Possible 401(k) tax benefit reductionIt's bad enough the stock market has been beating up on most of our 401(k)s lately. Now, legislators and big thinkers are debating a variety of proposals to reduce the tax benefits of saving in 401(k)-type plans.

One idea being floated would take away the immediate tax deduction you get for your contributions. So if you make $50,000 a year and contribute $5,000 to your 401(k), you'd no longer have the pleasure of seeing your taxable income drop to $45,000.

Right now, Americans are typically taxed once on dedicated retirement accounts: Either you contribute pretax income and don't pay taxes until you take the cash out -- as with your 401(k), for example -- or you pay in with your post-tax income, but the money that you withdraw at retirement is tax free -- as with a Roth IRA. Under this new scenario, those 401(k) investments could be taxed both before and after taxes, just like your regular investments.

But some things may be sacred. There's not a high probability that you'll have to pay taxes on your profits any sooner than you do right now. Say you have $100,000 in your 401(k) and you make $5,000 in capital gains on it. As it stands now, you wouldn't get taxed on that $5,000 until you withdraw it, and there's not much chatter that anybody is looking to change that.

So who has the most to lose from the proposals being debated? Low-income workers, says the nonpartisan, nonprofit Employee Benefit Research Institute, because they're the ones most likely to respond to a loss of the tax break by either cutting their contributions or stopping them altogether.

A Major Disincentive to Save for Retirement


At a recent hearing of the Senate Finance Committee, EBRI Research Director Jack VanDerhei, explained the potential impact.

"As expected, the highest-income workers generally would be the most affected if federal tax limits in 401(k) type plans were lowered," VanDerhei said in a prepared statement. "But the surprising result we found is that the lowest-income workers would also be very negatively affected, and many report that they would reduce contributions or stop saving in their work-based retirement plan entirely, if the current exclusion of worker contributions for retirement savings plans were ended."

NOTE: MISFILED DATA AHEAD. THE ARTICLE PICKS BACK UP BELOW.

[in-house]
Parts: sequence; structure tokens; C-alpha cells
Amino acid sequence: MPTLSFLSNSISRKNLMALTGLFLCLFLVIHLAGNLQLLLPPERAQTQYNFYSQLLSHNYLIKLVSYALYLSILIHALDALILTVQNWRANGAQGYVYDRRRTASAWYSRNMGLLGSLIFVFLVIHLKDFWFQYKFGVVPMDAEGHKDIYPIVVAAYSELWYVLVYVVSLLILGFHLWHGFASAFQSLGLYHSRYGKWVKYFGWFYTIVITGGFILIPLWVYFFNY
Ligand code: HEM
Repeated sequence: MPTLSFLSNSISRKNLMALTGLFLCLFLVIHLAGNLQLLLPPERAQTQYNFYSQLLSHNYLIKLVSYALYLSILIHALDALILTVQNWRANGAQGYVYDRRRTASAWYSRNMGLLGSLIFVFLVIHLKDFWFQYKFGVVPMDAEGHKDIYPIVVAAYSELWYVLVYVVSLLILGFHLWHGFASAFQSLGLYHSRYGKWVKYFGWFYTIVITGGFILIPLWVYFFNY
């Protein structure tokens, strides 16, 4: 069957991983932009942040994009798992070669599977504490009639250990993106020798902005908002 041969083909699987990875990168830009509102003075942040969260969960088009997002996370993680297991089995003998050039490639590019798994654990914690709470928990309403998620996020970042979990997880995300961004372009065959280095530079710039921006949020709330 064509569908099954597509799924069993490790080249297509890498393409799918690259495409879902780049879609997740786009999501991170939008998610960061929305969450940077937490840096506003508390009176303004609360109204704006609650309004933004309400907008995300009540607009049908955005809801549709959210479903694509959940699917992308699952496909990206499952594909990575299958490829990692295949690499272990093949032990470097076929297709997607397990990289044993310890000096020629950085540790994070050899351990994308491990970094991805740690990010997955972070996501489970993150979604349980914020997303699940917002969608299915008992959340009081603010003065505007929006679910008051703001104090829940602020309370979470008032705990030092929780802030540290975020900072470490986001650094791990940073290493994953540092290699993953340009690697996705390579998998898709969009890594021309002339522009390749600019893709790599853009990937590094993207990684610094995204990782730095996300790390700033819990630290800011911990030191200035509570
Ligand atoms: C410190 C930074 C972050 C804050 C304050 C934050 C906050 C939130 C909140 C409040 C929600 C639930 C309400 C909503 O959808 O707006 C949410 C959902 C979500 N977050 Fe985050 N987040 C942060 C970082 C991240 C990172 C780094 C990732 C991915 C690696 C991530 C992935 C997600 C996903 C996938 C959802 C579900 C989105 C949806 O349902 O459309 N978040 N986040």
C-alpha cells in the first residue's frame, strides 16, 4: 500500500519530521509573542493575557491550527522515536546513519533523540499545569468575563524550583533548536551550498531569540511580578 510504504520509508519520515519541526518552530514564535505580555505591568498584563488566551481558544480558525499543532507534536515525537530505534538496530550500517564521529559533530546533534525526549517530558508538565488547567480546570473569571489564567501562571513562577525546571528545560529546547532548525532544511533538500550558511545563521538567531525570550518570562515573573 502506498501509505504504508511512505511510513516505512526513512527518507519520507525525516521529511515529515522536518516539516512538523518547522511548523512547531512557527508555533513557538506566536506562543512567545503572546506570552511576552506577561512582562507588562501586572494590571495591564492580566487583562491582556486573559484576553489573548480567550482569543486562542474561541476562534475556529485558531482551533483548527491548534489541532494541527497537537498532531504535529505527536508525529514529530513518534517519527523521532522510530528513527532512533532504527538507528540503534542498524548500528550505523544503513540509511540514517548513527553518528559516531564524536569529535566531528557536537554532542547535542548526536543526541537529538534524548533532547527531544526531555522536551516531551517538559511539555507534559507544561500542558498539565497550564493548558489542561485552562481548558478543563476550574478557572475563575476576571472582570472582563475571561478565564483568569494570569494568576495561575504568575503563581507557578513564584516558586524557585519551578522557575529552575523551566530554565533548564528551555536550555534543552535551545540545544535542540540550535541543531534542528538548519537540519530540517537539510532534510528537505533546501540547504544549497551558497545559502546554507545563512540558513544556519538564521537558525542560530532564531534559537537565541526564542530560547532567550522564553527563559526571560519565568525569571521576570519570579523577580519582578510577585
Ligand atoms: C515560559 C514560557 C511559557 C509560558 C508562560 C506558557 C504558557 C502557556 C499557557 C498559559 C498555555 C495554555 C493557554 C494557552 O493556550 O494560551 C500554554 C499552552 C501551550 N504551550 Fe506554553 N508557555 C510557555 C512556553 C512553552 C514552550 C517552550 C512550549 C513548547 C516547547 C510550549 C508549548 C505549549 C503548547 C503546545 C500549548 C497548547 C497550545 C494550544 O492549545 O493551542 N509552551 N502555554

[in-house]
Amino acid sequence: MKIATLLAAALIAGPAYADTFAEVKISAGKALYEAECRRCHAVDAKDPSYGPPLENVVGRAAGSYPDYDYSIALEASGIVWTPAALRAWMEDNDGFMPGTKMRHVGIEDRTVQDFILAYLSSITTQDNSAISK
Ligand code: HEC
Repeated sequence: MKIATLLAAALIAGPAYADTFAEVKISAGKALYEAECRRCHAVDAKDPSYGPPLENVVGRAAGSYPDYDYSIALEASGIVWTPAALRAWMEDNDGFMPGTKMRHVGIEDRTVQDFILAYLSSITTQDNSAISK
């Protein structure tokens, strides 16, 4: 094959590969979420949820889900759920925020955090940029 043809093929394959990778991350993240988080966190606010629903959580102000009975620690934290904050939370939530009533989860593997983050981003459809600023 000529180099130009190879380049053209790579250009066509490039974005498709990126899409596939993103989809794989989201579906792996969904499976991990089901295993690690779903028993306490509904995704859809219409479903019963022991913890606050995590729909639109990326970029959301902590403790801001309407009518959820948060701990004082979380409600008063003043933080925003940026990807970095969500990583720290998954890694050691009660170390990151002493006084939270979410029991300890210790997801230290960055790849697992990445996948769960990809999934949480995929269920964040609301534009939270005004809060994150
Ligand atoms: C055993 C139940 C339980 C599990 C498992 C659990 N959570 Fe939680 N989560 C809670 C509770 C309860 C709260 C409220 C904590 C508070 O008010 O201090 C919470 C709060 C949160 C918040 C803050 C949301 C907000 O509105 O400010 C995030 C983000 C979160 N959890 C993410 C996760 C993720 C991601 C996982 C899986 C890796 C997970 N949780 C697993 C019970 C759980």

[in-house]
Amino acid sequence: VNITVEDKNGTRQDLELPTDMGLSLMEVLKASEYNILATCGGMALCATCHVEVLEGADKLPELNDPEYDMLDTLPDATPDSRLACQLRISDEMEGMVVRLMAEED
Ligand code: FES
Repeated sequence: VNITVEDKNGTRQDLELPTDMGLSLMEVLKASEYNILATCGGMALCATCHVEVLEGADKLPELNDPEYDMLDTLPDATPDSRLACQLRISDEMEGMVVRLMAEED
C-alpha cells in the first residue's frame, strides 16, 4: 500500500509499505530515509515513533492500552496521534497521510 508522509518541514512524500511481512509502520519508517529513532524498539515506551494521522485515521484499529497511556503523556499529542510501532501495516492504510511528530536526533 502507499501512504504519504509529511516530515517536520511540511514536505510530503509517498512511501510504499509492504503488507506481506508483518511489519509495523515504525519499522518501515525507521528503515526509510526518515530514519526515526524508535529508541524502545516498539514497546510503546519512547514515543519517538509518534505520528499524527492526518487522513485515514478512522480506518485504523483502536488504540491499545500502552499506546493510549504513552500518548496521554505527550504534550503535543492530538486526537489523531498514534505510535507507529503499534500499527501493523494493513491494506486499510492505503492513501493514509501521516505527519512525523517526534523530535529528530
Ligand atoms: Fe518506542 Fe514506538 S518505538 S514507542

For instance, VanDerhei said that if workers lost their deduction in 2012 and saw it replaced with flat-rate tax credits -- as was recently proposed by Brookings Institution Fellow William Gale -- the average reductions in 401(k) accounts at normal retirement age would range from a low of 11.2% for employees now ages 26-35 in the highest-income groups, to a high of 24.2% for employees in that age range in the lowest-income group.

At the hearing, Gale explained his proposal to "reform public policies toward retirement saving by replacing the current deduction for contributions to retirement saving accounts with a flat-rate refundable credit that would be deposited directly into the saver's account. The proposal would (a) address long-standing concerns in the retirement saving system by improving incentives for most households to participate and by raising national saving, (b) offset pressures created by the current weak economy for households to reduce their retirement saving, (c) help solve the long- term fiscal problem facing the country by raising $450 billion over the next decade in a manner that is consistent with the principles of broad-based tax reform and distributes the fiscal burden in a progressive manner."

Earlier EBRI analysis of the bipartisan deficit commission's other proposal to reduce the 401(k) savings caps to either $20,000 a year or 20% of income (the so-called "20/20 cap") starting in 2012, would most affect the highest-income workers -- not surprising, since those who earn more tend to save more using these kinds of retirement plans. However, EBRI also found the cap would cause a big reduction in retirement savings by the lowest-income workers as well. Today, the annual cap is $16,500, with an extra $5,000 allowed for those who are 50 and older.

Would Employers Drop 401(k) Plans?


All the proposed monkeying around with retirement savings plans could be one more nail in the retirement coffin. After all, the number often bandied about for how much money the average American will have at retirement is around $50,000 -- hardly enough to live the glamorous life in one's golden years.

VanDerhei told DailyFinance he's worried the Brookings proposal might find some support in Congress. "It promises to save the government $450 billion over 10 years, which could look attractive to the [Supercommittee that] is tasked with coming up with a lot of savings between now and Nov. 23."

Gale is leading the charge to make employers' contributions taxable and for employees to lose their 401(k) deduction. Instead, he suggests a flat-rate refundable credit of either 18% or 30% that would serve as a matching contribution to a retirement savings account. VanDerhei says this would surely diminish some employers' willingness to offer 401(k) plans, as well as employees' desire to participate in them.